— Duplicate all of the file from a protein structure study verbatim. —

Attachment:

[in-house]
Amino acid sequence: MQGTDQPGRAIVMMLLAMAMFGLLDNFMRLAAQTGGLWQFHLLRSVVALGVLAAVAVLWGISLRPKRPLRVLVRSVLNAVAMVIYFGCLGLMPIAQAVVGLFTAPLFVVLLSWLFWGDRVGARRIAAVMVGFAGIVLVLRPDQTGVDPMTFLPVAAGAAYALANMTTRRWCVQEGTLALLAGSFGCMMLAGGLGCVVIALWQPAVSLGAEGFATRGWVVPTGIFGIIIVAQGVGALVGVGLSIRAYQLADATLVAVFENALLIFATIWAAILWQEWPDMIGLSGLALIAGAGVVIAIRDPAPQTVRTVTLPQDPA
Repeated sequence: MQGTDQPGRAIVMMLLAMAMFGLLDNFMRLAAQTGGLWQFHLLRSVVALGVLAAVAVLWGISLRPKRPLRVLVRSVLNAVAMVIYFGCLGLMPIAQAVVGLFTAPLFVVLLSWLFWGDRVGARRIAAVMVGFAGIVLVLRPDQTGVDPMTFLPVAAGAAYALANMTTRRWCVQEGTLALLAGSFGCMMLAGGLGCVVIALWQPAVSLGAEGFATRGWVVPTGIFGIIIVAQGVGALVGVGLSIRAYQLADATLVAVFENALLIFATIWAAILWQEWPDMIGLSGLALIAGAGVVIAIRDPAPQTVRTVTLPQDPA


[in-house]
Amino acid sequence: MQGTDQPGRAIVMMLLAMAMFGLLDNFMRLAAQTGGLWQFHLLRSVVALGVLAAVAVLWGISLRPKRPLRVLVRSVLNAVAMVIYFGCLGLMPIAQAVVGLFTAPLFVVLLSWLFWGDRVGARRIAAVMVGFAGIVLVLRPDQTGVDPMTFLPVAAGAAYALANMTTRRWCVQEGTLALLAGSFGCMMLAGGLGCVVIALWQPAVSLGAEGFATRGWVVPTGIFGIIIVAQGVGALVGVGLSIRAYQLADATLVAVFENALLIFATIWAAILWQEWPDMIGLSGLALIAGAGVVIAIRDPAPQTVRTVTLPQDPA
Repeated sequence: MQGTDQPGRAIVMMLLAMAMFGLLDNFMRLAAQTGGLWQFHLLRSVVALGVLAAVAVLWGISLRPKRPLRVLVRSVLNAVAMVIYFGCLGLMPIAQAVVGLFTAPLFVVLLSWLFWGDRVGARRIAAVMVGFAGIVLVLRPDQTGVDPMTFLPVAAGAAYALANMTTRRWCVQEGTLALLAGSFGCMMLAGGLGCVVIALWQPAVSLGAEGFATRGWVVPTGIFGIIIVAQGVGALVGVGLSIRAYQLADATLVAVFENALLIFATIWAAILWQEWPDMIGLSGLALIAGAGVVIAIRDPAPQTVRTVTLPQDPA